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Unformatted text preview: CS3230 Tutorial 10 1. Consider the following problem: Input: Given a weighted graph G , two vertices u and v in G , and a value d . Question: Is there a path from u to v of weight at most d ? Is the above problem in NP? Could it be NPcomplete? Ans: Yes, it is in P (and thus in NP), as we can solve the problem using Dijkstra’s algorithm in polynomial time. Yes, it could be NPcomplete, if P=NP. If P 6 = NP, then it will not be NPcomplete. 2. In class we saw that it is open at present whether P = NP or not. It is also open whether NP = EXP or not. Is it possible that both P = NP and NP = EXP are true? Ans: No. As that would imply P = EXP , which is known not to be true. 3. It can be shown that discrete knapsack problem is NPcomplete. Thus, if discrete knap sack problem can be solved in polynomial time, then all problems in NP can be solved in polynomial time. Professor S claimed that he could solve the discrete knapsack problem in time proportional to C * n (see the dynamic programming algorithm done in class), where C is the capacity of the knapsack and n is the number of objects in the problem. Thus the discrete knapsack problem is in P....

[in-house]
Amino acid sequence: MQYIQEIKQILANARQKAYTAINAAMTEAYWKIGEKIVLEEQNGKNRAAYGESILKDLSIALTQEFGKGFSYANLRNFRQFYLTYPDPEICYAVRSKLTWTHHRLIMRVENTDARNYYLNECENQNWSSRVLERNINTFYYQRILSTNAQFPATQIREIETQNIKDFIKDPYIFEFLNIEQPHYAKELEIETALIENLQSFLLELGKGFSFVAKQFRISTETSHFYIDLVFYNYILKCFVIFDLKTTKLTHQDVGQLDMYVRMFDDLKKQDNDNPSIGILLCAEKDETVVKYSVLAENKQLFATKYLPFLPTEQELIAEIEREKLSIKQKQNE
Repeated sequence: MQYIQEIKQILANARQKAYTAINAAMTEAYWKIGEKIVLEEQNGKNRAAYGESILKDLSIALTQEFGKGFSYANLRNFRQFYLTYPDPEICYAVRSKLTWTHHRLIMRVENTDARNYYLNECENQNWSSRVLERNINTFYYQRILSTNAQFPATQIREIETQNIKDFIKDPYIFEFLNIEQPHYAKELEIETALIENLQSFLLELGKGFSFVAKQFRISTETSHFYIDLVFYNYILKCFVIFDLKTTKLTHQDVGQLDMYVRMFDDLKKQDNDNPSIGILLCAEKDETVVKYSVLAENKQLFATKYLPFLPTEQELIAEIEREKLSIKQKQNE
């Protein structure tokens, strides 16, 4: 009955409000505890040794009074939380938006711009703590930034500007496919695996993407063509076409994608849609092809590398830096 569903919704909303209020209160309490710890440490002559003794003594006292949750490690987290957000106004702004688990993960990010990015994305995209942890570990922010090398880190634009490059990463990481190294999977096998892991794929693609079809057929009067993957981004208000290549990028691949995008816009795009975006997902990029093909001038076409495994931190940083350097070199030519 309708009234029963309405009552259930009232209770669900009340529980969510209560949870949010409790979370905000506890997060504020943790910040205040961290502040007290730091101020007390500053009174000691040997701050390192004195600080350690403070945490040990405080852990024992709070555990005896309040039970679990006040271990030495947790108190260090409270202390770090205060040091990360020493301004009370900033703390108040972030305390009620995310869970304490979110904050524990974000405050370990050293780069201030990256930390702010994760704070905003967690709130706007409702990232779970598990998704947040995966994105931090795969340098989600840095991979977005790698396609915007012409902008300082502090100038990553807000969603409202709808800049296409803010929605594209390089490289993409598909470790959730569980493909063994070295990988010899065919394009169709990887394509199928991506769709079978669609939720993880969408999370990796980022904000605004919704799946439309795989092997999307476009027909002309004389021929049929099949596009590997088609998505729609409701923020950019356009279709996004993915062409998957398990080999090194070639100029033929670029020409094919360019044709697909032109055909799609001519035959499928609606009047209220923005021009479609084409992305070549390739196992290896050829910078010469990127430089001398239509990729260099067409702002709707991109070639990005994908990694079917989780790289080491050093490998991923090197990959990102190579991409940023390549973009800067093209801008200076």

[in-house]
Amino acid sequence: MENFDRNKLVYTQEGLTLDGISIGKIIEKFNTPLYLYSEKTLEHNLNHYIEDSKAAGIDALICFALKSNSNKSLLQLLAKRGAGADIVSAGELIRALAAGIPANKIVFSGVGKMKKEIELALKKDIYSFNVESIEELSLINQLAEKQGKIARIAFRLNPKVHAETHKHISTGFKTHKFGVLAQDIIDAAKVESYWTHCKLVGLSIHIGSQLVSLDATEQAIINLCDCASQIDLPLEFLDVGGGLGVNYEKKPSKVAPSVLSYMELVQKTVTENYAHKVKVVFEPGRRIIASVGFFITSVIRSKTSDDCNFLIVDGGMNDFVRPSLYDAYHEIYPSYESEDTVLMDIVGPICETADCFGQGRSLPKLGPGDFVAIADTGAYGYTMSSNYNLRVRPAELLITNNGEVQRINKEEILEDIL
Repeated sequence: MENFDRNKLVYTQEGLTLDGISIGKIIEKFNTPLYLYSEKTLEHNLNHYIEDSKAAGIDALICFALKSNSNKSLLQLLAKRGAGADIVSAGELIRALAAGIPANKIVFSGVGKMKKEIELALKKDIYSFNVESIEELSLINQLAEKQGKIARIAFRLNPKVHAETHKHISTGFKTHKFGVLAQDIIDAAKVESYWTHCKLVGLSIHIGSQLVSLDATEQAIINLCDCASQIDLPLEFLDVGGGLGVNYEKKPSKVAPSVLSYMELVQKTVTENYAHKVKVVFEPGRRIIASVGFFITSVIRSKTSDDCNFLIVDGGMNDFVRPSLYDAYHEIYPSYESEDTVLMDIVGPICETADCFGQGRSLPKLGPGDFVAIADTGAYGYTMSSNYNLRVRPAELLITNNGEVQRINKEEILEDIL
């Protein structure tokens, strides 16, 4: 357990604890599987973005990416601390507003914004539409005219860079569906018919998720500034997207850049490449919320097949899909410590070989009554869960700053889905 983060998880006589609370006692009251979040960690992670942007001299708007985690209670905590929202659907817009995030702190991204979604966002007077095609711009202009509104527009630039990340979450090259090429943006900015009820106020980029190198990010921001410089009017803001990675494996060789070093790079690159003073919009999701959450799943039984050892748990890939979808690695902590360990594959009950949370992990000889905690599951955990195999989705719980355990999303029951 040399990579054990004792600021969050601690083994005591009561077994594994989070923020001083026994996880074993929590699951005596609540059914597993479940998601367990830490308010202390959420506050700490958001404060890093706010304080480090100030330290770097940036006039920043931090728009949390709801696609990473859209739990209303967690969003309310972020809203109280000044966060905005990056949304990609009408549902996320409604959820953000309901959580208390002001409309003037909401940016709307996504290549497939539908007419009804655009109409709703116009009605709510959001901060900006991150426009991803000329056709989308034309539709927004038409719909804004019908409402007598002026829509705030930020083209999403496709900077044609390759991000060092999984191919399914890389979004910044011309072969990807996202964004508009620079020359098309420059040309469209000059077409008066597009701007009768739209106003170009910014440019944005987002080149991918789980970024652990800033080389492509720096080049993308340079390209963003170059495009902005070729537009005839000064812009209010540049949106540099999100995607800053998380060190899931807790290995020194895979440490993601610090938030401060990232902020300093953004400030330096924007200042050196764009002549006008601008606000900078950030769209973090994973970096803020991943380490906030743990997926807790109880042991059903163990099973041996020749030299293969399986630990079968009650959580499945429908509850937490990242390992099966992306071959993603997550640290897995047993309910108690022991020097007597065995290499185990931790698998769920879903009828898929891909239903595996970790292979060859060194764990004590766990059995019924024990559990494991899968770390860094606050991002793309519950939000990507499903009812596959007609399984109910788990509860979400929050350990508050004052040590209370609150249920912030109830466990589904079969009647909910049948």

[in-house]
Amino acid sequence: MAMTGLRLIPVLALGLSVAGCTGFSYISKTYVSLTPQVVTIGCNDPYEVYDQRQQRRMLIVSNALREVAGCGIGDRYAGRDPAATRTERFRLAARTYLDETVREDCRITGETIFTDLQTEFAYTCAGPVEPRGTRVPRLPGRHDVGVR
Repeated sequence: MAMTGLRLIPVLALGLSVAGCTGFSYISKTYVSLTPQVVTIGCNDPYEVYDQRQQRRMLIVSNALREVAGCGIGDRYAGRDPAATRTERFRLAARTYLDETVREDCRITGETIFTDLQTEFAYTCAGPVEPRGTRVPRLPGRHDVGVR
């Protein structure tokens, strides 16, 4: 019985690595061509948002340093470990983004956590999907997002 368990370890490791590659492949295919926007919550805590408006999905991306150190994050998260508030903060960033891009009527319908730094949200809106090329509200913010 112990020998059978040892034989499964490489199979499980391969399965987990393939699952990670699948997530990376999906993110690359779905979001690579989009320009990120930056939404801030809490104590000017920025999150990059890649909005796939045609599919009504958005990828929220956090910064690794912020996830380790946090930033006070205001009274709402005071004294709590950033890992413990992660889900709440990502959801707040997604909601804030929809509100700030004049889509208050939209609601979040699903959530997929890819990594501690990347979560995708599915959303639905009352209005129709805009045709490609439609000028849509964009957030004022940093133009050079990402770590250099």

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 Fall '10
 sanjay
 Algorithms, Computational complexity theory, polynomial time, Professor S, discrete knapsack problem

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